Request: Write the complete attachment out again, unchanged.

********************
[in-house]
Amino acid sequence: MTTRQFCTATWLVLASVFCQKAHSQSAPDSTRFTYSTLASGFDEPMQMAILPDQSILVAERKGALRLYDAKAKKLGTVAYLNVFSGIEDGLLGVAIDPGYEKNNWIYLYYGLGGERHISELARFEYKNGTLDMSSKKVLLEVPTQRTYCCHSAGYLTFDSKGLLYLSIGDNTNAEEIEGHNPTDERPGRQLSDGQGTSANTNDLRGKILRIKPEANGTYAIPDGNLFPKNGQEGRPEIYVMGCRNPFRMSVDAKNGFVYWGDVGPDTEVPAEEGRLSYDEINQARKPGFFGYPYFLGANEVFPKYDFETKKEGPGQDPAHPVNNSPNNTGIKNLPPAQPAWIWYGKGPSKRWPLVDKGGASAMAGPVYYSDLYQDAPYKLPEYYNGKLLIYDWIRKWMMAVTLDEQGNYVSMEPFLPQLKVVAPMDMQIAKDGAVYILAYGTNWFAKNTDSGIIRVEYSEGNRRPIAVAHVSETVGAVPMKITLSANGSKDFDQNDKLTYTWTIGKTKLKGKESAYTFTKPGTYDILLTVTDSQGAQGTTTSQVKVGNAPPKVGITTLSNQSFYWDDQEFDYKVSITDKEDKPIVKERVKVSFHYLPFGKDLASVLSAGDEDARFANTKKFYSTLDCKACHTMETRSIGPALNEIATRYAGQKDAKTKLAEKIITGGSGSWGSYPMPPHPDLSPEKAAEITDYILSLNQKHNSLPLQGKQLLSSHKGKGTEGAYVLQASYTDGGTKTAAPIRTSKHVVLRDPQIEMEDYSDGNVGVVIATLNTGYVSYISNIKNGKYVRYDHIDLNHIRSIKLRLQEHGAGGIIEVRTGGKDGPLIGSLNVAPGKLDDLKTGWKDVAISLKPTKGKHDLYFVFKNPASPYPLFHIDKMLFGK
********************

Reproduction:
[in-house]
Amino acid sequence: MTTRQFCTATWLVLASVFCQKAHSQSAPDSTRFTYSTLASGFDEPMQMAILPDQSILVAERKGALRLYDAKAKKLGTVAYLNVFSGIEDGLLGVAIDPGYEKNNWIYLYYGLGGERHISELARFEYKNGTLDMSSKKVLLEVPTQRTYCCHSAGYLTFDSKGLLYLSIGDNTNAEEIEGHNPTDERPGRQLSDGQGTSANTNDLRGKILRIKPEANGTYAIPDGNLFPKNGQEGRPEIYVMGCRNPFRMSVDAKNGFVYWGDVGPDTEVPAEEGRLSYDEINQARKPGFFGYPYFLGANEVFPKYDFETKKEGPGQDPAHPVNNSPNNTGIKNLPPAQPAWIWYGKGPSKRWPLVDKGGASAMAGPVYYSDLYQDAPYKLPEYYNGKLLIYDWIRKWMMAVTLDEQGNYVSMEPFLPQLKVVAPMDMQIAKDGAVYILAYGTNWFAKNTDSGIIRVEYSEGNRRPIAVAHVSETVGAVPMKITLSANGSKDFDQNDKLTYTWTIGKTKLKGKESAYTFTKPGTYDILLTVTDSQGAQGTTTSQVKVGNAPPKVGITTLSNQSFYWDDQEFDYKVSITDKEDKPIVKERVKVSFHYLPFGKDLASVLSAGDEDARFANTKKFYSTLDCKACHTMETRSIGPALNEIATRYAGQKDAKTKLAEKIITGGSGSWGSYPMPPHPDLSPEKAAEITDYILSLNQKHNSLPLQGKQLLSSHKGKGTEGAYVLQASYTDGGTKTAAPIRTSKHVVLRDPQIEMEDYSDGNVGVVIATLNTGYVSYISNIKNGKYVRYDHIDLNHIRSIKLRLQEHGAGGIIEVRTGGKDGPLIGSLNVAPGKLDDLKTGWKDVAISLKPTKGKHDLYFVFKNPASPYPLFHIDKMLFGK